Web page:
Whether you are doing hand appliqué or some sort of
machine appliqué, usually you want to make a template of all the shapes (pieces)
for the appliqué block. Templates are best made out of a plastic that is clear
or opaque. This template plastic is available at your local quilt shop.
From the line drawing of the appliqué block, or from
the printed shapes in the pattern or book, trace the design for each appliqué piece
onto the plastic. Do this with a permanent pen. (Sharpie® makes black pens that
can be used for this. Choose the fine tip one.) Do not include seams allowances
at this point. Label the template with the piece number or letter and/or name.
The straight of grain line may also be written on the pattern. Mark on the template
without seam allowances (w/out s.a.) Cut out the template on the drawn line.
For some methods of appliqué, the template should
include the seam allowance. When making a template with seam allowances, draw
the seam (or fold line) and then draw a second line 1/8" to ¼" beyond the first
line. The width of the seam allowance is determined by the method of appliqué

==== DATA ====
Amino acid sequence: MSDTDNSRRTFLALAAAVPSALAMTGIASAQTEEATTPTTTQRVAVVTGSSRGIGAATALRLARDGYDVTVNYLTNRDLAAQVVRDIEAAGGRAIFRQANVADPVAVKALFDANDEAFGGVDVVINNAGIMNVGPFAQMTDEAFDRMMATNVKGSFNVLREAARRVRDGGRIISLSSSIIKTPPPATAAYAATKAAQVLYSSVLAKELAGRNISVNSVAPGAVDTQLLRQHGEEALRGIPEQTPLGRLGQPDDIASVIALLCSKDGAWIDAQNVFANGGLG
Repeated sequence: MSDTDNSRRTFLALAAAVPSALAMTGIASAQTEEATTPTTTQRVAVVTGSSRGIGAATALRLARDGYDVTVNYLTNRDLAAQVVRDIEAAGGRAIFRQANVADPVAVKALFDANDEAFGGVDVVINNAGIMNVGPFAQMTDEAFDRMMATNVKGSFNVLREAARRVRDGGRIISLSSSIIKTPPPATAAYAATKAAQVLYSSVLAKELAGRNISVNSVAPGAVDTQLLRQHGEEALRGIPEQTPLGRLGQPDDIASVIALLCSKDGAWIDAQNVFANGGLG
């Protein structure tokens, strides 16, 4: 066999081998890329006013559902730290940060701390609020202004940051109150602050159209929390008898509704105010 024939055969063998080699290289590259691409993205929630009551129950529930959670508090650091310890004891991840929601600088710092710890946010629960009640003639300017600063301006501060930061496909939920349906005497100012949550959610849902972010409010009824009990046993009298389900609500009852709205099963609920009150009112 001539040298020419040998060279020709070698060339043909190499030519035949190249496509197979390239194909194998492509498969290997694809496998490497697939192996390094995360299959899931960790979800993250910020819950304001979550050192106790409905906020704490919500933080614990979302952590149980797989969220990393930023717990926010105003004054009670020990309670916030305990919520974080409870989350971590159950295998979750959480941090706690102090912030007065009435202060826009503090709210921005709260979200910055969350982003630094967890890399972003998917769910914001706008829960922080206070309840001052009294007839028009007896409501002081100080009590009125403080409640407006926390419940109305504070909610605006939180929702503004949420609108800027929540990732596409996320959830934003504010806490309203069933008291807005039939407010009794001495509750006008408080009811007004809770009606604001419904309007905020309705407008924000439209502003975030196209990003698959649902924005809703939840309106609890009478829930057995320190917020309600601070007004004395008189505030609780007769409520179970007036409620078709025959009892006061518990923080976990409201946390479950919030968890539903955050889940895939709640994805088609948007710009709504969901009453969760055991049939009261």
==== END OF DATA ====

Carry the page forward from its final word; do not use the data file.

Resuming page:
you are using. Mark on the template that this is with seam allowances. (w/ s.a.)
Cut out the template on the outer most line.
There are other materials for making templates
(with or without seam allowances):
- Freezer paper (in the grocery store or sheets in the quilt shop)
- Freezer paper with grid lines marked on them (in the quilt shops)
- Old xray film (sometimes too dark to mark, but add a sticky label)
- Cardboard or card stock (fine for a onetime use, but with each use
the edges get pushed in and the template gets smaller)
- Fusibles don't need a template because you mark directly onto the
fusible. (If you have several of one shape, it still might be easier to make
a template from plastic and then trace onto the fusible.)
©2003 Dori Hawks